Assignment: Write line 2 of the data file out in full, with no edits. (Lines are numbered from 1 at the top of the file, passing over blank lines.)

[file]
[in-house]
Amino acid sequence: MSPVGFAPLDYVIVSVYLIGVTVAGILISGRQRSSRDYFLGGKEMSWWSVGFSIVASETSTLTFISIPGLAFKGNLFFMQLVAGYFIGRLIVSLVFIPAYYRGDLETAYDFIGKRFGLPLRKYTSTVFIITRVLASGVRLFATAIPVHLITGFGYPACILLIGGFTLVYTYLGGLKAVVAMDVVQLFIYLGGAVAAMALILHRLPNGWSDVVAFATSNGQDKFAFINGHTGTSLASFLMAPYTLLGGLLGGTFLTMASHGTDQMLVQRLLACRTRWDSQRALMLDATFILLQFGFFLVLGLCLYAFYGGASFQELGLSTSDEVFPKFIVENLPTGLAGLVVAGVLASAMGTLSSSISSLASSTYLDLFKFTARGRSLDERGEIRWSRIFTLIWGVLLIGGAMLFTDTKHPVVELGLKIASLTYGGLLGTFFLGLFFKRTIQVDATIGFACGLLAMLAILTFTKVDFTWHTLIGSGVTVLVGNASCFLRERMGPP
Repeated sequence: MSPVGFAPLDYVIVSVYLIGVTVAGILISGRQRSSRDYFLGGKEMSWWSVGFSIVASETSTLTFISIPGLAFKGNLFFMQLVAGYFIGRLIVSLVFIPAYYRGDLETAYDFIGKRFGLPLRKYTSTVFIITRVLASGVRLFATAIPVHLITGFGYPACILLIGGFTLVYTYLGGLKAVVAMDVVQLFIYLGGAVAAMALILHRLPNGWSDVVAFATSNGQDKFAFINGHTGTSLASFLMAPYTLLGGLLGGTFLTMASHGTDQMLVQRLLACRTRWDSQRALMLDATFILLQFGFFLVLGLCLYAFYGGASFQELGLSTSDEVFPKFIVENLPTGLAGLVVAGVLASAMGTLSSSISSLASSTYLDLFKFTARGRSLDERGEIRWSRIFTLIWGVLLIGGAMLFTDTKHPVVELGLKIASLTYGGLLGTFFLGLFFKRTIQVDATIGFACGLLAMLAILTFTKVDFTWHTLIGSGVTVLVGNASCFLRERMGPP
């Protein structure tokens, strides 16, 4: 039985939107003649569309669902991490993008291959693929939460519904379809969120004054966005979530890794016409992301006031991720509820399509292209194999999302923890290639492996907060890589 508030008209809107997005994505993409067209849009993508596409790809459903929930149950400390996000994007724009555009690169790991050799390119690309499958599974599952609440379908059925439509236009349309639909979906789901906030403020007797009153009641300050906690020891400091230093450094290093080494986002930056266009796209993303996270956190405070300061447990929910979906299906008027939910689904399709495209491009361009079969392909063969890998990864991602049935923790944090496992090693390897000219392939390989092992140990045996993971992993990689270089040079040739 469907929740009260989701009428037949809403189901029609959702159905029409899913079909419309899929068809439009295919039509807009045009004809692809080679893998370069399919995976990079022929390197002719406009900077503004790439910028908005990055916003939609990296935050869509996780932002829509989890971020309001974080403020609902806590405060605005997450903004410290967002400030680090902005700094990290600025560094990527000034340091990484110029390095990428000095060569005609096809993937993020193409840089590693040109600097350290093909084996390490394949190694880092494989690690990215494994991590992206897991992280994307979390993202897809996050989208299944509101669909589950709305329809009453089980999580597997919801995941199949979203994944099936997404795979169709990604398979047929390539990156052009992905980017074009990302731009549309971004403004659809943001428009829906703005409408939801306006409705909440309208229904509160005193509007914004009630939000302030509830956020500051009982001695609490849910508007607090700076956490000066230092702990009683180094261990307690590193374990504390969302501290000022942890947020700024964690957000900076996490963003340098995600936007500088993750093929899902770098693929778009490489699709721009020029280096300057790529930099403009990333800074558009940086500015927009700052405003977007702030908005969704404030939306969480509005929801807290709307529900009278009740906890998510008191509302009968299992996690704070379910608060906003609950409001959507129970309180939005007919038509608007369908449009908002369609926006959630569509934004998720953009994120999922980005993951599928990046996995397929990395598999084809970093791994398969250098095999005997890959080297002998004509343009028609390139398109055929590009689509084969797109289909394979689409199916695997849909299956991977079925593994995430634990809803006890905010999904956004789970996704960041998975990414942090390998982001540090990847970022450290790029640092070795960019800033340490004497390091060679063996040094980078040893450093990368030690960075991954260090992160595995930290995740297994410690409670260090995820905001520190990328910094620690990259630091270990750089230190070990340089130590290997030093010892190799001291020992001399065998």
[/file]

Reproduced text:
Amino acid sequence: MSPVGFAPLDYVIVSVYLIGVTVAGILISGRQRSSRDYFLGGKEMSWWSVGFSIVASETSTLTFISIPGLAFKGNLFFMQLVAGYFIGRLIVSLVFIPAYYRGDLETAYDFIGKRFGLPLRKYTSTVFIITRVLASGVRLFATAIPVHLITGFGYPACILLIGGFTLVYTYLGGLKAVVAMDVVQLFIYLGGAVAAMALILHRLPNGWSDVVAFATSNGQDKFAFINGHTGTSLASFLMAPYTLLGGLLGGTFLTMASHGTDQMLVQRLLACRTRWDSQRALMLDATFILLQFGFFLVLGLCLYAFYGGASFQELGLSTSDEVFPKFIVENLPTGLAGLVVAGVLASAMGTLSSSISSLASSTYLDLFKFTARGRSLDERGEIRWSRIFTLIWGVLLIGGAMLFTDTKHPVVELGLKIASLTYGGLLGTFFLGLFFKRTIQVDATIGFACGLLAMLAILTFTKVDFTWHTLIGSGVTVLVGNASCFLRERMGPP